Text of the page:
In this context it is interesting that, more recently, the Newcastle-based SMR enthusiasts Penultimate Power thinks SMRs will work best as ‘complementary to, rather than competing with’ the large-scale nuclear plants: http://www.chroniclelive.co.uk/business/business-news/newcastle-company-forefront-technology-small-10869984
A SMR assessment programme has been launched by the UK government, and SMR programmes are going ahead in the USA and elsewhere: http://www.world-nuclear.org/information-library/nuclear-fuel-cycle/nuclear-power-reactors/small-nuclear-power-reactors.aspxThis is all in a context where, according to the UK National Nuclear Laboratory, the potential market for SMRs might be up to 85 GWe by 2035: http://www.world-nuclear-news.org/NN-UK-considers-how-to-use-small-reactor-opportunity-1910161.html That may be optimistic. The OECD says ‘up to 21 GWe of SMRs could be added globally by 2035’. http://www.oecd-nea.org/ndd/pubs/2016/7213-smrs.pdf And there is no shortage of critical comment on the whole idea:
http://oilprice.com/Alternative-Energy/Nuclear-Power/Why-Small-Modular-Reactors-Are-Not-The-Next-Big-Thing.html and http://realfeed-intariffs.blogspot.co.uk/2016/04/small-modular-reactors-wishful-thinking.html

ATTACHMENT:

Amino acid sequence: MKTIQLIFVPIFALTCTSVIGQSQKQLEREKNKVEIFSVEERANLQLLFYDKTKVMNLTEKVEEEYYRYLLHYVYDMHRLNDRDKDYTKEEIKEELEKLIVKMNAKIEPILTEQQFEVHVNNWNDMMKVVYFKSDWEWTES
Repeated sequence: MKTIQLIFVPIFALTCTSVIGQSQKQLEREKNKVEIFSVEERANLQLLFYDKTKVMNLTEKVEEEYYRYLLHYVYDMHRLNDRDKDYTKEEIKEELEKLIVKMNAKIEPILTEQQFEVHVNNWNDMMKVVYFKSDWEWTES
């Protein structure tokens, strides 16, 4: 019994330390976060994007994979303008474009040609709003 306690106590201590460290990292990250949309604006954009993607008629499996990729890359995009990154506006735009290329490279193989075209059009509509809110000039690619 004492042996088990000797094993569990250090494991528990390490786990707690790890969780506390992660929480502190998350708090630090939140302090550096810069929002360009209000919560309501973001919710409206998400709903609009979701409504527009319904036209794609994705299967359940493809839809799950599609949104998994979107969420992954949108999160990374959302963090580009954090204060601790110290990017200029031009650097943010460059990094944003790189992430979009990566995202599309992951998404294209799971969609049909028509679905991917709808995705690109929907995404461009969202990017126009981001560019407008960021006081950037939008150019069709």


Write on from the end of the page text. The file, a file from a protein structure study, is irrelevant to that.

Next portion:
It’s not a new idea: in addition to the small units developed for the US military in 1940’s, (for planes and ships) there were may attempts to build small civilian nuclear plants in the USA in the 1950s, mostly with poor results: http://spectrum.ieee.org/energy/nuclear/the-forgotten-history-of-small-nuclear-reactors The current flurry of enthusiasm for SMRs seems to be mainly driven by the failure of conventional nuclear to expand as fast as the industry would like. It’s stalled or declining in many parts of the world, due to poor economics and local opposition, and the existence of better, cheaper renewable alternatives. However, SMRs may not offer much help in changing this situation. There will no doubt be some prototype projects around the world in selected sites, and some projects may be suited to specialised applications, for example in remote sites or for some industrial processes: http://www.sciencedirect.com/science/article/pii/S0301421512000249
Or even mobile units like this: http://www.independent.co.uk/news/world/asia/china-nuclear-reactor-south-china-sea-spratly-islands-soviet-submarines-a7356246.html
However, in terms of widespread use for public power and heat production, given the practical problems of finding acceptable sites and the uncertain economics, plus all the usual problems with nuclear, including what to do with the radioactive wastes that are produced, it could be that SMRs may not prove to be that significant. But it’s also possible that they may boom, if a wider market emerges and/or if there are some major technological breakthroughs: http://www.powermag.com/market-small-modular-reactors/
All this and much more is covered in Dave Elliott’s new book for the Institute of Physics: ‘Nuclear Power: Past, present and Future’, out soon.